Conclusion: Private Sector Collaboration in Developing Grid-Edge Digital Systems is Required

Advanced grid-edge technologists like Nvidia and Utilidata are correct in asserting that the United States will need a lot more bandwidth, compute power, nodal communication structures, and grid system control platforms moving forward to make distributed energy systems and markets function most effectively and beneficially for society. Marc Spieler, Senior Managing Director of the Global Energy Industry for Nvidia, a world-leading technology company specializing in AI computing, believes innovators like Sense are on the right track with load disaggregation technology.

Nvidia believes in a dynamic grid-edge future, but they anticipate all advanced metering infrastructure will become a single application of a larger digital energy platform in the future. What is really needed is a much more powerful compute platform at the edge that can harness renewable power generation. Spieler explains, “In a world where customers will increasingly be adopting solar panels, EVs and Tesla Powerwalls, you can see that we will need a centralized controller device in order to interoperate and control renewables at the residential level.” He says, “Over-indexing a technology focus on load disaggregation is not what is going to delight customers or fundamentally change the way they engage with the energy system.” Cutting edge technology firms rightly assert the country needs to be thinking bigger. There needs to be a fundamental realization that more investment in compute power is required for home energy systems and marketplaces to develop and function in the future.

The critical mission for distributed energy technologists is clear. EVs are the critical loads, capable of transforming energy systems and developing new energy markets. The key to controlling them will be accomplished by applying advanced detection, measurement and digital communications technologies, at scale. The constraints of the existing utility marketplace are preventing these innovations from coming to market at a pace that will be required for the conservatively expected volume of EVs in the next 5-10 years. This ultimately means there are enormous market opportunities for a range of private-sector investors and innovators at the grid edge to move in together to provide the required digital tools and capabilities for customers, unleashing the enormous value of distributed energy grids and related transactive marketplaces across the country.

[i] “State Policies Promoting Hybrid and Electric Vehicles,” National Conference of State Legislatures. August 20, 2023 http://tinyurl.com/ydbyaffh
[ii] “Renewables Cover More Than Half of Germany’s Electricity Demands for the First Time This Year,” Clean Energy Wire. December 18, 2023  http://tinyurl.com/4vvd3rzw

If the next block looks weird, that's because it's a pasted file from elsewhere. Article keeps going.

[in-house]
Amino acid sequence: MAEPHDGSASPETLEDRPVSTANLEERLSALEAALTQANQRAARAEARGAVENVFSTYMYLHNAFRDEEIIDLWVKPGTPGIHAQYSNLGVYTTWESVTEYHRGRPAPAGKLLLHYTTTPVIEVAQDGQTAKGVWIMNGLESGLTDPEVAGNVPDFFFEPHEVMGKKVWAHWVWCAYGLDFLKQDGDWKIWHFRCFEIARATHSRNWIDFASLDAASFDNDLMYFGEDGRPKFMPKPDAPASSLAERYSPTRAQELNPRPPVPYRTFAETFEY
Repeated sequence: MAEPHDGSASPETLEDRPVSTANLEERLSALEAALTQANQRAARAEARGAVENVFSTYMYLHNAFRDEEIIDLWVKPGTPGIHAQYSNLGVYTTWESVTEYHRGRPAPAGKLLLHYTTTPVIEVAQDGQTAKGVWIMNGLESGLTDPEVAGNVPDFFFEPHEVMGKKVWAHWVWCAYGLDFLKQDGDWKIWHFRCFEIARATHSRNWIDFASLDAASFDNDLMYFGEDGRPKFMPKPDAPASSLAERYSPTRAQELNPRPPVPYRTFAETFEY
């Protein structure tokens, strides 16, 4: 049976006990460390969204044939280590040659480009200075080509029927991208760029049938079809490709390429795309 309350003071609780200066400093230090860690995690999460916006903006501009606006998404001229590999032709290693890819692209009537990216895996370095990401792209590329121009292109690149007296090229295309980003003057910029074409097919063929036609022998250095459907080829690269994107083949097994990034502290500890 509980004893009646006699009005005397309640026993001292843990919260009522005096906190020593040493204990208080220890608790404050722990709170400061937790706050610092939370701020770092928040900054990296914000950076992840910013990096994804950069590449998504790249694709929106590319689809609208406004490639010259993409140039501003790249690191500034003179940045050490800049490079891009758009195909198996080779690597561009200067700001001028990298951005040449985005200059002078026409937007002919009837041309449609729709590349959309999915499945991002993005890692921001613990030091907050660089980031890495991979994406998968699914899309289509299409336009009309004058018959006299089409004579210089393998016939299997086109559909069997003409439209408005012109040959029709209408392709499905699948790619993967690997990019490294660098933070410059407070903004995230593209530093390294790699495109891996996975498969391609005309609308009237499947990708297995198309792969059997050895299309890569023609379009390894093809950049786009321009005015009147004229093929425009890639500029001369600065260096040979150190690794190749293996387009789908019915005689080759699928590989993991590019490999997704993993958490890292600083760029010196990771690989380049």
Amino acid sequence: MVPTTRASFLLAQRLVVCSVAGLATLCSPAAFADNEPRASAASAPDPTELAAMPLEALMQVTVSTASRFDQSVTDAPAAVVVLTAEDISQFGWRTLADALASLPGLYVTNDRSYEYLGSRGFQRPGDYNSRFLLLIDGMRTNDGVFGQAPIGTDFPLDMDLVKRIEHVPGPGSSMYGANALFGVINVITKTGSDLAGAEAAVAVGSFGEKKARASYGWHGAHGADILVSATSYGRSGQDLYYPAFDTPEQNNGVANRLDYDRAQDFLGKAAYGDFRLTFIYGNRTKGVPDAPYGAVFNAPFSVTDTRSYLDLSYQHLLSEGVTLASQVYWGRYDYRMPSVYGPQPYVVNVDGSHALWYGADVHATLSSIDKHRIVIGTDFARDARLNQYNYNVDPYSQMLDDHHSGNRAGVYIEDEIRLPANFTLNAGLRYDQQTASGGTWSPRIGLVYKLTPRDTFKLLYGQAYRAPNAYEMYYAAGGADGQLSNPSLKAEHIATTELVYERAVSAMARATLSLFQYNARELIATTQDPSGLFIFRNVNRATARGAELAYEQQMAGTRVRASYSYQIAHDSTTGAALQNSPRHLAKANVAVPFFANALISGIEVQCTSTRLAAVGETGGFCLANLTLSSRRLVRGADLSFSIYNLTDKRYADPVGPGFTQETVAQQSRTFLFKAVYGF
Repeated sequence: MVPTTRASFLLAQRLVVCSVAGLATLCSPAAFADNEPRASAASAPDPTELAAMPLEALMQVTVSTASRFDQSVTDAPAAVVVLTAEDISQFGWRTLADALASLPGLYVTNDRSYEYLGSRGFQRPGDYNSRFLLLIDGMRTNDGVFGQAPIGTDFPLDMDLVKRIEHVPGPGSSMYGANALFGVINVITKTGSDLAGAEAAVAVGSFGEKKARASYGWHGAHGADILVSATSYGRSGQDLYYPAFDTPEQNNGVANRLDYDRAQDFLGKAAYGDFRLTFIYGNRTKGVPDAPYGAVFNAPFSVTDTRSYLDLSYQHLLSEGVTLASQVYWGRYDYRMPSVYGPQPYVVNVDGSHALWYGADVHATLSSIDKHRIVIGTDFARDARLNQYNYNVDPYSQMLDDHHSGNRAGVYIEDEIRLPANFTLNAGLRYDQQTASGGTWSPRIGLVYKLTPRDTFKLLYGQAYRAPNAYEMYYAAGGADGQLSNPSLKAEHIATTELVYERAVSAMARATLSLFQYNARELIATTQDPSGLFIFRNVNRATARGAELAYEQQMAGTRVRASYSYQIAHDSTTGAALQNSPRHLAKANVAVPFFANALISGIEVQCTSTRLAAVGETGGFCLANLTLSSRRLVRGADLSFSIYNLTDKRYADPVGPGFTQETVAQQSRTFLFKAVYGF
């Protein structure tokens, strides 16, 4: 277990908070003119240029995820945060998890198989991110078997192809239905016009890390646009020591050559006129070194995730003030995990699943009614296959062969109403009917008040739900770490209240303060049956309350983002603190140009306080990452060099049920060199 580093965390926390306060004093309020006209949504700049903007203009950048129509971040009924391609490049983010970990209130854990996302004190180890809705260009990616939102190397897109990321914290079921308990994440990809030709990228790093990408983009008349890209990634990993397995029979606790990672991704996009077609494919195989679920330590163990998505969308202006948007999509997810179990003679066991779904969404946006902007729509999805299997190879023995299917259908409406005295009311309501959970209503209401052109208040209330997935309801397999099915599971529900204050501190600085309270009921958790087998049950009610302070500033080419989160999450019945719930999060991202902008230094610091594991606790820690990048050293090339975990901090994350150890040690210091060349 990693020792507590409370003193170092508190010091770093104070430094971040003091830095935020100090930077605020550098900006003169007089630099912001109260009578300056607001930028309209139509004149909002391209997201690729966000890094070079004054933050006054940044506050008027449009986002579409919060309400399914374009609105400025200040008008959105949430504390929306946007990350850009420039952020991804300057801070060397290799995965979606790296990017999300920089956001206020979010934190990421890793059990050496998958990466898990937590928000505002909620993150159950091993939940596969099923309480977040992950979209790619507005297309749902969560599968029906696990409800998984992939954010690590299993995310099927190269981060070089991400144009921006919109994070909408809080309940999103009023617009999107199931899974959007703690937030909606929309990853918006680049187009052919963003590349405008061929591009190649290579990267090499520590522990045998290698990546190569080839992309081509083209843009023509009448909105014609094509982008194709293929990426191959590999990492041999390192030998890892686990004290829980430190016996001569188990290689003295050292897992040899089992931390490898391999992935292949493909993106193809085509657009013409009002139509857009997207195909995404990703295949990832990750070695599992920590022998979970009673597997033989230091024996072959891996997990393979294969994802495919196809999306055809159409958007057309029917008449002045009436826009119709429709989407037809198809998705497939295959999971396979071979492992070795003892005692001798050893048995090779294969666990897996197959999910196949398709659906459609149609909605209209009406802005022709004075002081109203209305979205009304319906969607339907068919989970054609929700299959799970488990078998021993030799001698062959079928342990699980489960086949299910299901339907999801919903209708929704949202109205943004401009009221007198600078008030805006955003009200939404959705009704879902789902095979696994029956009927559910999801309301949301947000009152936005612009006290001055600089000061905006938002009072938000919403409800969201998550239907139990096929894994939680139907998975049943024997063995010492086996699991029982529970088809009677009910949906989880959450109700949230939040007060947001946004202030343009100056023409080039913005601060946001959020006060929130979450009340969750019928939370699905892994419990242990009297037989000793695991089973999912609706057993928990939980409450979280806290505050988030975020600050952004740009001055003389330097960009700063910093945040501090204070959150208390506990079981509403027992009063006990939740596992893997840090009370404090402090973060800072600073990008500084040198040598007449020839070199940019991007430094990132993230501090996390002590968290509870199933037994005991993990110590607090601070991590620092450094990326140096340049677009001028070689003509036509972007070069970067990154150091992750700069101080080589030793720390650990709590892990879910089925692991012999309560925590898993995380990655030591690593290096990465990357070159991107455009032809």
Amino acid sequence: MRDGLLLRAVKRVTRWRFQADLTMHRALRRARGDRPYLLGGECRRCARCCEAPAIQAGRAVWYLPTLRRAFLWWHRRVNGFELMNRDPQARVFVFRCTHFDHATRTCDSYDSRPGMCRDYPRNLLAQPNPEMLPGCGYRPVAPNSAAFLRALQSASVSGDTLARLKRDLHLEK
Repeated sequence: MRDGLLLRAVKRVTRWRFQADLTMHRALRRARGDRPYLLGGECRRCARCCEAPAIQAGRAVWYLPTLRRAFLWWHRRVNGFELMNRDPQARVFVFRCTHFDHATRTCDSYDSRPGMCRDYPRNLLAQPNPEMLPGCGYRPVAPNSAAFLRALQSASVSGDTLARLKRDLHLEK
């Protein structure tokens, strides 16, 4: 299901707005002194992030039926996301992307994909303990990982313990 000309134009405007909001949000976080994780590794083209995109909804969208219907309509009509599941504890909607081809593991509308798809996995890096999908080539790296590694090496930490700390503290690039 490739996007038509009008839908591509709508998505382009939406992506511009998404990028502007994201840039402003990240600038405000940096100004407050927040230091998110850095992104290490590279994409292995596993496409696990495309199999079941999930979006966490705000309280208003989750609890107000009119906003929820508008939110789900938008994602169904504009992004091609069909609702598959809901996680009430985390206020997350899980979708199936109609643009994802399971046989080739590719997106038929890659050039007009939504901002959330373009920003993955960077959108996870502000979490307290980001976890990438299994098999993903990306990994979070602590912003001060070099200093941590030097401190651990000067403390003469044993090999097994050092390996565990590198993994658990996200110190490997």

[iii] Microgrid Market. Microgrid Market by Connectivity, Offerings, Software, etc. Global Forecast to 2028  http://tinyurl.com/375ehzv9
[iv]Wikipedia. Phase-out of Fossil Fuel Vehicles – most comprehensive set of global commitments across different forums. https://tinyurl.com/mr2vd5rn
[v]Bloomberg NEF and Department of Energy have both done estimates that largely correlate. Inside EVs Reported on this Jan 10, 2023 in an article titled, “EV Batteries Almost 90% Cheaper Today Versus 2008, DOE Estimates.” https://tinyurl.com/y4vuzfxx  The future cost estimate is my own, leveled against various market estimates that exist on the market today.
[vi] “Visualizing China’s Dominance in Battery Manufacturing,” Visual Capitalist. January 19, 2003  http://tinyurl.com/2n9j72m2
[vii] J.D. Power regularly updates vehicle ranges and cohorts on market each year. https://tinyurl.com/4jrjvaww  The Online Electric Vehicle Database is also a comprehensive source for range and average range stats.  https://tinyurl.com/3t8x9ttf   Future estimate is my own, leveled against various market estimates on market.
[viii] Statista maintains a regular database of EV vehicle sale information in the United States each year. https://tinyurl.com/mr2kj4wd  Future estimate is my own.
[ix] McKinsey & Company. April 18, 2022  “Building the Electric-Vehicle Charging Infrastructure America Needs” https://tinyurl.com/yksdv56t
[x] International Energy Agency. “Global EV Outlook 2023, Catching Up with Climate Ambitions” https://tinyurl.com/5csa324v
[xi] Grossi, Erin. 2018 “Future of Distributed Intelligence: Breakthroughs in Load Disaggregation Technology.” Accenture Paper (non-public and available to clients only).
[xii] National Fire Protection Association. 2017 “Home Fires Involving Clothes Dryers and Washing Machines.” https://tinyurl.com/2efw9sv8
[xiii] “As ‘Plug and Charge’ and ‘V2G’ Tech Standardizes, CEC Says Widespread Deployment of ISO-15118 is Imperative,” electrek. February 28, 2022  http://tinyurl.com/2b4f2s9e
[xiv] Energy Industry Administration. 2021 “How Many Smart Meters are Installed in the United States, and Who Has Them?” https://tinyurl.com/53hrh3se